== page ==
The Philadelphia Phillies and starting pitcher Aaron Nola have agreed to a seven-year, $172 million contract, a major-league source confirmed. USA Today and ESPN were first to report the news. Here’s what you need to know:
- Nola, 30, has spent his entire nine-year career with Philadelphia and became a free agent this offseason.
- He posted a 4.46 ERA and 1.15 WHIP with 202 strikeouts through 193 2/3 innings last season.
- Nola will become the highest-paid pitcher in Phillies history once this contract is finalized.
Evaluating the deal
Plenty of labels have applied to Nola over the years in Philadelphia — homegrown ace, inconsistent in September, durable workhorse, solid No. 2, then big-game pitcher — but there is no debating this one now.
This contract is not a stunning development. Maybe this was the deal both sides should have done last February when they opened negotiations but stalled. Nola’s camp, according to multiple major-league sources, was seeking more than $200 million at the time. The Phillies, according to multiple major-league sources, were not willing to go beyond six years. The wide gap prompted Nola to try free agency.
And, in the end, they met in the middle. Nola received the seven-year deal he desired. The Phillies kept the average annual value in a reasonable ballpark.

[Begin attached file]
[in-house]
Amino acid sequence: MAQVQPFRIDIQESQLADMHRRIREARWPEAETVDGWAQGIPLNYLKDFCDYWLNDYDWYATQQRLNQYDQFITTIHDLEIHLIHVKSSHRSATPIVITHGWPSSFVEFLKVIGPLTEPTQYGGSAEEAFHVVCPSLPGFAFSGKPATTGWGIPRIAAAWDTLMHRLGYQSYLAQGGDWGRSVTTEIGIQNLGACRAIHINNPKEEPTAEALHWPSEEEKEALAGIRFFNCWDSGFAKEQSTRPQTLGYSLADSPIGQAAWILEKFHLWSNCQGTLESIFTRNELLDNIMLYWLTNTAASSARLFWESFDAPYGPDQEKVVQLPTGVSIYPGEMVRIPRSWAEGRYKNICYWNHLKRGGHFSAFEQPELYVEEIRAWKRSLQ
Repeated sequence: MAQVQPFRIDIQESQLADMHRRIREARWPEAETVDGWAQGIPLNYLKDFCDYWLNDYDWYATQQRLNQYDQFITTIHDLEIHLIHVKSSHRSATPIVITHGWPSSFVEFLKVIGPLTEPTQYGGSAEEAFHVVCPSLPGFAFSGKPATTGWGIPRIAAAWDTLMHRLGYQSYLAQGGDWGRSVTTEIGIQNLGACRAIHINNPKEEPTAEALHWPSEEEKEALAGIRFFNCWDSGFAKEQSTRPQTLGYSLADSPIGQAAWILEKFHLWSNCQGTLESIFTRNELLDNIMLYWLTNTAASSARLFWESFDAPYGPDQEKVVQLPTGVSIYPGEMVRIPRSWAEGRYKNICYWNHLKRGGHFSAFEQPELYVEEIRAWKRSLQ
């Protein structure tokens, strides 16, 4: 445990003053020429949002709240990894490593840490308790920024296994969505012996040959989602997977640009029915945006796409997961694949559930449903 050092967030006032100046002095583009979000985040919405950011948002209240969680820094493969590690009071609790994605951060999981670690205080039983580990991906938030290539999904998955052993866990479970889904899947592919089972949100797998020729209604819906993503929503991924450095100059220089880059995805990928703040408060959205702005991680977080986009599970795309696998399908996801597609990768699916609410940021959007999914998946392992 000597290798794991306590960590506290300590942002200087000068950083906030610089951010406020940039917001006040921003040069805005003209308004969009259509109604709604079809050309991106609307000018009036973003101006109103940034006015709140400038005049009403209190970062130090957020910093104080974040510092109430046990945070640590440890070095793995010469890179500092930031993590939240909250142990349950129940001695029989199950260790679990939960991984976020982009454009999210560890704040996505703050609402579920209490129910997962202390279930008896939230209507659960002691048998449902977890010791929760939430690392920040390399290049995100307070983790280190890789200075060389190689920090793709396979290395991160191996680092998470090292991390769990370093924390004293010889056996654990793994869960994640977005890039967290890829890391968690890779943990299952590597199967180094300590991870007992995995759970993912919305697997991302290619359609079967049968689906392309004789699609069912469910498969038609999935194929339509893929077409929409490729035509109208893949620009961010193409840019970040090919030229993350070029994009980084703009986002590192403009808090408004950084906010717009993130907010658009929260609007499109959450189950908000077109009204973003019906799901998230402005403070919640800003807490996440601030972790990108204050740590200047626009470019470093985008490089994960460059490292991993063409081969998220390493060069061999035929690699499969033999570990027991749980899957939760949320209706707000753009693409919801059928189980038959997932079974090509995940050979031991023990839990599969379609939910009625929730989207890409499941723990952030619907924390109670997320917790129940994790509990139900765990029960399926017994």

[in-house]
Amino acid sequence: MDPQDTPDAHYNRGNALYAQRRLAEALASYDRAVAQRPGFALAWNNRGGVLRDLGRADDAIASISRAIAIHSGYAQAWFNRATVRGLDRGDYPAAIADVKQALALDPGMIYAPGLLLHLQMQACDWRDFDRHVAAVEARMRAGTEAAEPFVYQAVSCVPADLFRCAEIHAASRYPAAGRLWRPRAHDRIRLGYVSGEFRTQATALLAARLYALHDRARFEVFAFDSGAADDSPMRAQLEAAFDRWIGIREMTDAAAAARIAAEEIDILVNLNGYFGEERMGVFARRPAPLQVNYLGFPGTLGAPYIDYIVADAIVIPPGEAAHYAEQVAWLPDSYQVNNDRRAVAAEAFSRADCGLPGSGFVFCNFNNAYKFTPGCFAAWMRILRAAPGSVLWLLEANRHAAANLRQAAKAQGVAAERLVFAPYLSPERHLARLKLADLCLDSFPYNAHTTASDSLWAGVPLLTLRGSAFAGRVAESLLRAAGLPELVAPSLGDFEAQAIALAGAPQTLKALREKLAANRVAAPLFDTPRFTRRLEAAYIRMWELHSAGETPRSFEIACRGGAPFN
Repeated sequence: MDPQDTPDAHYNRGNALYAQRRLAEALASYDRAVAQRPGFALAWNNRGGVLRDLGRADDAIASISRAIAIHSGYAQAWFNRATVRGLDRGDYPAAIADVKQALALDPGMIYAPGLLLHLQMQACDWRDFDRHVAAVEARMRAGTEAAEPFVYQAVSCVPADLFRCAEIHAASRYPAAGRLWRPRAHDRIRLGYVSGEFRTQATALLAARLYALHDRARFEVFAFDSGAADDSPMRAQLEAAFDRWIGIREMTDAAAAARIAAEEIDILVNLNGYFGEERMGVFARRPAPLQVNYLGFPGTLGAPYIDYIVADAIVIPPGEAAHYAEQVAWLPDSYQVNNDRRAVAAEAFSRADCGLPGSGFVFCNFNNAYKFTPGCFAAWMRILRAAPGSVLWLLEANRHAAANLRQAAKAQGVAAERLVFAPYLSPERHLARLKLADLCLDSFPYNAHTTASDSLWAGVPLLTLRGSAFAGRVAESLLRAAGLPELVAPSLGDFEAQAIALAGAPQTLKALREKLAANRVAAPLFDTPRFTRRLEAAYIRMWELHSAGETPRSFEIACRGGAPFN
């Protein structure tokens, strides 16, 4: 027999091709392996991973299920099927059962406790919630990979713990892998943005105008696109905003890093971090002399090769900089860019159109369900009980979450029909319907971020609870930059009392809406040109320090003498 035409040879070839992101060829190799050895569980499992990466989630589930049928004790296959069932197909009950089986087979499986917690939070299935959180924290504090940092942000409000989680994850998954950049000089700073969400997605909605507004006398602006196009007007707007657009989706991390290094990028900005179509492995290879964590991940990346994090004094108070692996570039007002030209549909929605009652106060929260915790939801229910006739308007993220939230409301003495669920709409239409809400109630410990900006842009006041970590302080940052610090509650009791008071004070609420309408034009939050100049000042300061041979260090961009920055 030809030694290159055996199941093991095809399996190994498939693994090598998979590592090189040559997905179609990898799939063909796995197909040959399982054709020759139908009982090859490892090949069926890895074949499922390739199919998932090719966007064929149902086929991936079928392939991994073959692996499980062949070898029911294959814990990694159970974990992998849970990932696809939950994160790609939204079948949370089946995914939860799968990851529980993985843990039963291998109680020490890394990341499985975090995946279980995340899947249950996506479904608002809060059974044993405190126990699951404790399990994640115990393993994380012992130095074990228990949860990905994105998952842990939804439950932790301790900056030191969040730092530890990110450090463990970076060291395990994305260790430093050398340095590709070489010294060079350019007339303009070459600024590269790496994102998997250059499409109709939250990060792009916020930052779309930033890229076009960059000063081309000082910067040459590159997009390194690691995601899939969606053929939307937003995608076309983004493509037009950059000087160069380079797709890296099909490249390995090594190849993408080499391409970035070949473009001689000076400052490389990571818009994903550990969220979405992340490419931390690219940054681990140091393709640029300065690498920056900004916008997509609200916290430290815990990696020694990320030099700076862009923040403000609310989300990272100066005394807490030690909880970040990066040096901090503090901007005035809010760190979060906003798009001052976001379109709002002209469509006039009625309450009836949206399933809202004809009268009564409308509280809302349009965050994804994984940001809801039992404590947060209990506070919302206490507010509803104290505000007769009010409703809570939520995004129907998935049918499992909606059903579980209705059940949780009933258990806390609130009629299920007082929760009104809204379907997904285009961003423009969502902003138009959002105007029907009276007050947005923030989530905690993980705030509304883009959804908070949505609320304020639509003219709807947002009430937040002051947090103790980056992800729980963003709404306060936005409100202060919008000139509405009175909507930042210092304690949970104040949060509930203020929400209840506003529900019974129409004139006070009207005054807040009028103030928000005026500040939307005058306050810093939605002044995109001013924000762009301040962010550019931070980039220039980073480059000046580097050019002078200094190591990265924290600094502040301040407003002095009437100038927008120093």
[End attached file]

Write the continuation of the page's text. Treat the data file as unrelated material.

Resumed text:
Now, if Nola spends the duration of the contract with the Phillies, he will break Steve Carlton’s record tenure of 15 years. He will, at the very least, be second in franchise history to Carlton in strikeouts. He might trail only Carlton and Robin Roberts for all-time games started by a Phillies pitcher.
He has a chance to leave a legacy as one of the greatest pitchers the franchise has ever known.
That doesn’t preclude this contract from the standard risks. Nola turns 31 in June and he has started more games than any pitcher in baseball since 2018. His carrying trait is his durability and too many pitchers see their bodies fail them as they advance in age. The Phillies, with this commitment, believe Nola can age well.
They also understood the market and the club’s current situation. There was no one else who offered the current stability that Nola does. Signing any other top pitcher would have required surrendering draft capital and, perhaps, more money. Atlanta, the Phillies’ chief division rival, had legitimate interest in signing Nola.
So, here they are. The Phillies and Nola are linked again and forever. — Matt Gelb, Phillies senior writer
In his last five full seasons, Nola — a 2018 All-Star — has recorded at least 200 strikeouts as a staple of Philadelphia’s rotation.
The righty posted a 2.35 ERA and 23 strikeouts in 23 innings during the 2023 postseason as the Phillies fell to the Arizona Diamondbacks in the National League Championship Series.
Nola has made 235 total starts with Philadelphia. The Phillies selected him with the No. 7 pick in the 2014 MLB Draft out of LSU, and he debuted with the team a year later.
(Photo: Eric Hartline / USA Today)